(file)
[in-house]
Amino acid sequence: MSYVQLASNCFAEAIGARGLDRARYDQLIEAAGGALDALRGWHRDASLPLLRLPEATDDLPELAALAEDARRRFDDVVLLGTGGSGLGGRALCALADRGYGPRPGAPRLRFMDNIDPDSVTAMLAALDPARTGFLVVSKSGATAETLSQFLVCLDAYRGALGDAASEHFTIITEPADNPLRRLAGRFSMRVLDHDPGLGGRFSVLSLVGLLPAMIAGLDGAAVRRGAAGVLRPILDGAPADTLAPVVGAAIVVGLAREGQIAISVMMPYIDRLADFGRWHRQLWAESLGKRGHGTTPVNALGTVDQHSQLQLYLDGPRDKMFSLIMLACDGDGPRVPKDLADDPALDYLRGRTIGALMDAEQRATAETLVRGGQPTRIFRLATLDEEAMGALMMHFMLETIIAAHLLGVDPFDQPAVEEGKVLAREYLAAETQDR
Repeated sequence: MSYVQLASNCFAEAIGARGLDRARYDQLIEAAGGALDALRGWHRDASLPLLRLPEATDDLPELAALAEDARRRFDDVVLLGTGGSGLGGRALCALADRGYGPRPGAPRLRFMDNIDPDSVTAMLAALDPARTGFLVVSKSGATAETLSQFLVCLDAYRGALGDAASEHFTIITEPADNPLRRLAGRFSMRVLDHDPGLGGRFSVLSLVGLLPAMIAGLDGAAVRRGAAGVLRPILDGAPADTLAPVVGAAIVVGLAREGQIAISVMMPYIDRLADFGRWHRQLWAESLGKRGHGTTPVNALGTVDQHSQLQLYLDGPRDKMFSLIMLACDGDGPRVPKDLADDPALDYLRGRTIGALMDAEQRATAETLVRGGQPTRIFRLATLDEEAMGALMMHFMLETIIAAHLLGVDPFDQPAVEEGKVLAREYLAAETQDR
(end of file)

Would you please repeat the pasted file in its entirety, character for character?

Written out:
[in-house]
Amino acid sequence: MSYVQLASNCFAEAIGARGLDRARYDQLIEAAGGALDALRGWHRDASLPLLRLPEATDDLPELAALAEDARRRFDDVVLLGTGGSGLGGRALCALADRGYGPRPGAPRLRFMDNIDPDSVTAMLAALDPARTGFLVVSKSGATAETLSQFLVCLDAYRGALGDAASEHFTIITEPADNPLRRLAGRFSMRVLDHDPGLGGRFSVLSLVGLLPAMIAGLDGAAVRRGAAGVLRPILDGAPADTLAPVVGAAIVVGLAREGQIAISVMMPYIDRLADFGRWHRQLWAESLGKRGHGTTPVNALGTVDQHSQLQLYLDGPRDKMFSLIMLACDGDGPRVPKDLADDPALDYLRGRTIGALMDAEQRATAETLVRGGQPTRIFRLATLDEEAMGALMMHFMLETIIAAHLLGVDPFDQPAVEEGKVLAREYLAAETQDR
Repeated sequence: MSYVQLASNCFAEAIGARGLDRARYDQLIEAAGGALDALRGWHRDASLPLLRLPEATDDLPELAALAEDARRRFDDVVLLGTGGSGLGGRALCALADRGYGPRPGAPRLRFMDNIDPDSVTAMLAALDPARTGFLVVSKSGATAETLSQFLVCLDAYRGALGDAASEHFTIITEPADNPLRRLAGRFSMRVLDHDPGLGGRFSVLSLVGLLPAMIAGLDGAAVRRGAAGVLRPILDGAPADTLAPVVGAAIVVGLAREGQIAISVMMPYIDRLADFGRWHRQLWAESLGKRGHGTTPVNALGTVDQHSQLQLYLDGPRDKMFSLIMLACDGDGPRVPKDLADDPALDYLRGRTIGALMDAEQRATAETLVRGGQPTRIFRLATLDEEAMGALMMHFMLETIIAAHLLGVDPFDQPAVEEGKVLAREYLAAETQDR